Mode of Settlement: The evolution of futures markets indicates that
settlement by physical delivery was the primal mode. Physical settlement is when people have to give the bond at settlement (or commodities in case of commodity derivatives) where as in cash one adjusts the differences based on cash. IRF settled by cash as well as physical delivery co-exist in the global financial markets. In 2010, it was again tried to restart this based on YTM but again the regulators kept physical settlement and again it failed to pick up. By August 2010, the volumes had fallen by 84%. National Stock Exchange launched trading in interest rate futures in 91-days T-Bills (cash
settled) in July, 2011.
IRF For The Money Market: As in case of bond futures, banks were allowed to transact in this product only for the purpose of hedging their exposure in the AFS and HFT portfolios where as primary dealers were allowed to take their positions. This product too received half-hearted response in the beginning and became illiquid subsequently. Finally, in 2011, the RBI introduced IRFs on 91-day Treasury Bills and then IRFs on two-year and fiveyear government bonds were introduced in December, 2011. National Stock Exchange, where IRFs on 91-day T-Bills were traded, did not show a single trade reported in IRF segment since August 2011. Even in August, single
contracts were traded for minimum lot sizes of 2 lakhs.
A portfolio of Government of India securities worth Rs.600 crores. Bank’s portfolio consists of bonds with different coupon and different maturities. In view of rising interest rates in near future, the head of treasury is concerned about the negative effect this will have on the bank’s portfolio. The treasury head wants to hold his entire portfolio and at the same time doesn’t want to suffer losses on account of fall in bond prices. The head of the treasury thereby decides to take a short position and hedge the interest rate risk in the IRFs. Date: 12/08/2011 SPOT price of GoI security: 90.0575 Futures price of contract: 83.7925 On 12/08/2011 ABC bought 2000 Government of India securities from SPOT market at 90.0575. He anticipates that the interest rate will rise in the future. Therefore, to hedge the exposure in underlying market he may sell Dec 2012 IRF contracts at 83.7925. On 16/11/2011 due to increase in interest rate: SPOT price: 87.2500 Future price: 80.1500 Loss in underlying market will be (87.2500-90.0575)*2000= (Rs.19615) Profit in the futures market will be (83.7925-80.1500)*2000= Rs.7285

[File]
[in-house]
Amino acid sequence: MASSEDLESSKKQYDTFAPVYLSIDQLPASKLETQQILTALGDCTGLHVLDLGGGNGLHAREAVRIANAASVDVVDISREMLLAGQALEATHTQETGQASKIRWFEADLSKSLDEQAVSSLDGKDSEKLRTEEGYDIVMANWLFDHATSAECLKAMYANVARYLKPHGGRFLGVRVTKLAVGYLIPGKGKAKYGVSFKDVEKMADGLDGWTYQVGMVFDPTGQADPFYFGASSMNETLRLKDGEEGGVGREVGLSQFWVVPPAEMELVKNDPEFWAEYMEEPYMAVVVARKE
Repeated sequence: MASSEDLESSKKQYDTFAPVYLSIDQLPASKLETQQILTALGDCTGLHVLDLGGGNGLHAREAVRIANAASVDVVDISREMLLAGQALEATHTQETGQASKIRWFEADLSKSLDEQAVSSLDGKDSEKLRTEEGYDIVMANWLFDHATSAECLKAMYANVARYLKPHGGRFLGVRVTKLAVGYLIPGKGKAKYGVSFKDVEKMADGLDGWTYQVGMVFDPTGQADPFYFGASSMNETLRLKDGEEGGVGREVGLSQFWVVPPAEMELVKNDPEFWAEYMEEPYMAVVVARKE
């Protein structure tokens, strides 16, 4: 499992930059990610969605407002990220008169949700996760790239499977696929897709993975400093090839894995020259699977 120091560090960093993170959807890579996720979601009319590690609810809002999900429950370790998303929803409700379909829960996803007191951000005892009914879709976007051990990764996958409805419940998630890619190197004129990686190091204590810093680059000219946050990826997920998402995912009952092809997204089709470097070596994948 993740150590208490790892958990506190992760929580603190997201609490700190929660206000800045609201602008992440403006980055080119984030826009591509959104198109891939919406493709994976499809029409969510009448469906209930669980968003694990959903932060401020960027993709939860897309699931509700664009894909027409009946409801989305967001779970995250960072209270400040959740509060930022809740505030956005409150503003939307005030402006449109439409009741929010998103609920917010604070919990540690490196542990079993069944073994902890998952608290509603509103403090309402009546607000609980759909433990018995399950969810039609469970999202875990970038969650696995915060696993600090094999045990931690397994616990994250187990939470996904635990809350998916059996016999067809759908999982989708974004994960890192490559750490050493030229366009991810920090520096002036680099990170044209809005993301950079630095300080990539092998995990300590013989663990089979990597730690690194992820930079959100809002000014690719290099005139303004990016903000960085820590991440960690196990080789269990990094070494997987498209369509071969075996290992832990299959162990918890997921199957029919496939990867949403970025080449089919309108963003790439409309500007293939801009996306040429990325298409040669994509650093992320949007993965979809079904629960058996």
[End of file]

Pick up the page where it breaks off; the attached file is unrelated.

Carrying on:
Calendar Spread Trading:
If a long position in a Dec 2011 IRF contract versus a short position in the Mar 2012 IRF contract is considered as calendar spread. Since a calendar spread entails only on the basis risk, the bank runs little risk on the positions. Trade Date: 12/08/2011 December 2011 Futures: 85.3600-85.3800 March 2012 Futures: 81.9700-82.0200 The difference between the December 2011 and March 2012 contracts is now 3.41 (after considering bid-ask). If the trader believes that this spread is very high, he would execute a calendar spread Selling the March 2012 futures at 81.9700 Buying the December 2011 futures at 85.3600 10 days later Trade Date: 22/08/2011 December 2011 Futures: 85.0050-85.0250 March 2012 Futures: 81.3000-81.3700 The difference between the December 2011 and March 2012 contracts is now Rs.3.635 (after considering bid-ask). The trader may decide to liquidate his calendar spread by Buying the March 2012 Futures at 81.3700 Selling the December 2011 Futures at 85.0050